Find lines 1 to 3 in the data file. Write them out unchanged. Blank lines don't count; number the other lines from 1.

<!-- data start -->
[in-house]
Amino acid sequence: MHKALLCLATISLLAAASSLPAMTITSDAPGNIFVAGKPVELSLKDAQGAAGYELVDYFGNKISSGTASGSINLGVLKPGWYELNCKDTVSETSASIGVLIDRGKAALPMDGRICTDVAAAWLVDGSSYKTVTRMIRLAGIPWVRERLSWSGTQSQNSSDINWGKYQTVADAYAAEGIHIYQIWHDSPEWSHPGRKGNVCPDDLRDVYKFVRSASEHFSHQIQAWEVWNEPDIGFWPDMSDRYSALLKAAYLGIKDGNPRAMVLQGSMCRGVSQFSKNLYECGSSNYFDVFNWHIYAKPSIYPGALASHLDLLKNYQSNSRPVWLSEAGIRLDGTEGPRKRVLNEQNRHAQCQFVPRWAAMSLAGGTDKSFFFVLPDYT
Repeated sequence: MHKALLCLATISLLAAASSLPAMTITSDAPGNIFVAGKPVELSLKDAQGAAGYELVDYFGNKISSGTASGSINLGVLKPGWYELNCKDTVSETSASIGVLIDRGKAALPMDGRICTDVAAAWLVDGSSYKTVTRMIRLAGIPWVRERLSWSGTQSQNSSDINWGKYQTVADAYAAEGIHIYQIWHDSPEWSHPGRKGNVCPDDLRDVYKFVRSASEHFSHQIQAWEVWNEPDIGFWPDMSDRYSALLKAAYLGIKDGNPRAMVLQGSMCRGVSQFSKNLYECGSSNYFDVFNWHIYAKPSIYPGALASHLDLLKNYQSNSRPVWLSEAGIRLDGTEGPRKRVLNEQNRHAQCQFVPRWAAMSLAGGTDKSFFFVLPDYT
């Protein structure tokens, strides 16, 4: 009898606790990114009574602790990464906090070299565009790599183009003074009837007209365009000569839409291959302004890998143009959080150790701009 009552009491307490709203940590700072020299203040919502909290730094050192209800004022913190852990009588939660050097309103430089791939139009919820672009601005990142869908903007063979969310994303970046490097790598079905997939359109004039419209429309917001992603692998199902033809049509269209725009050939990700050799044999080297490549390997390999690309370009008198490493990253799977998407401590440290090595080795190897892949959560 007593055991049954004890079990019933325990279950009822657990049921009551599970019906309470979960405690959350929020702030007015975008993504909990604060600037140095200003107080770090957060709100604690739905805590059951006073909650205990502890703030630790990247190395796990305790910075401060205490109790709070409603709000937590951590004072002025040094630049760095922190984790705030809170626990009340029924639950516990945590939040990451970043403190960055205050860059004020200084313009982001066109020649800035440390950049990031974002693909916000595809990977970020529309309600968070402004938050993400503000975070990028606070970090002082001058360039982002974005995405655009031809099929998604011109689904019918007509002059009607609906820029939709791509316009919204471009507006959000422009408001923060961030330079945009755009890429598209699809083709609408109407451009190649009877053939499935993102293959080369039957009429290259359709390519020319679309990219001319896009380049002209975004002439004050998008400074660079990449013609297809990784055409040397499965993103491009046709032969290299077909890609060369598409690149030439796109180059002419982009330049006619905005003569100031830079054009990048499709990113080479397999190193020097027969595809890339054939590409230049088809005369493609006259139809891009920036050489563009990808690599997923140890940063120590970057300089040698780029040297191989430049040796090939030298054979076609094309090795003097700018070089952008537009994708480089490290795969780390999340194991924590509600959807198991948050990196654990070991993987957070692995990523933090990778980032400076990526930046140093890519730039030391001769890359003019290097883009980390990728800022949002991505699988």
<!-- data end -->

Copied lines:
[in-house]
Amino acid sequence: MHKALLCLATISLLAAASSLPAMTITSDAPGNIFVAGKPVELSLKDAQGAAGYELVDYFGNKISSGTASGSINLGVLKPGWYELNCKDTVSETSASIGVLIDRGKAALPMDGRICTDVAAAWLVDGSSYKTVTRMIRLAGIPWVRERLSWSGTQSQNSSDINWGKYQTVADAYAAEGIHIYQIWHDSPEWSHPGRKGNVCPDDLRDVYKFVRSASEHFSHQIQAWEVWNEPDIGFWPDMSDRYSALLKAAYLGIKDGNPRAMVLQGSMCRGVSQFSKNLYECGSSNYFDVFNWHIYAKPSIYPGALASHLDLLKNYQSNSRPVWLSEAGIRLDGTEGPRKRVLNEQNRHAQCQFVPRWAAMSLAGGTDKSFFFVLPDYT
Repeated sequence: MHKALLCLATISLLAAASSLPAMTITSDAPGNIFVAGKPVELSLKDAQGAAGYELVDYFGNKISSGTASGSINLGVLKPGWYELNCKDTVSETSASIGVLIDRGKAALPMDGRICTDVAAAWLVDGSSYKTVTRMIRLAGIPWVRERLSWSGTQSQNSSDINWGKYQTVADAYAAEGIHIYQIWHDSPEWSHPGRKGNVCPDDLRDVYKFVRSASEHFSHQIQAWEVWNEPDIGFWPDMSDRYSALLKAAYLGIKDGNPRAMVLQGSMCRGVSQFSKNLYECGSSNYFDVFNWHIYAKPSIYPGALASHLDLLKNYQSNSRPVWLSEAGIRLDGTEGPRKRVLNEQNRHAQCQFVPRWAAMSLAGGTDKSFFFVLPDYT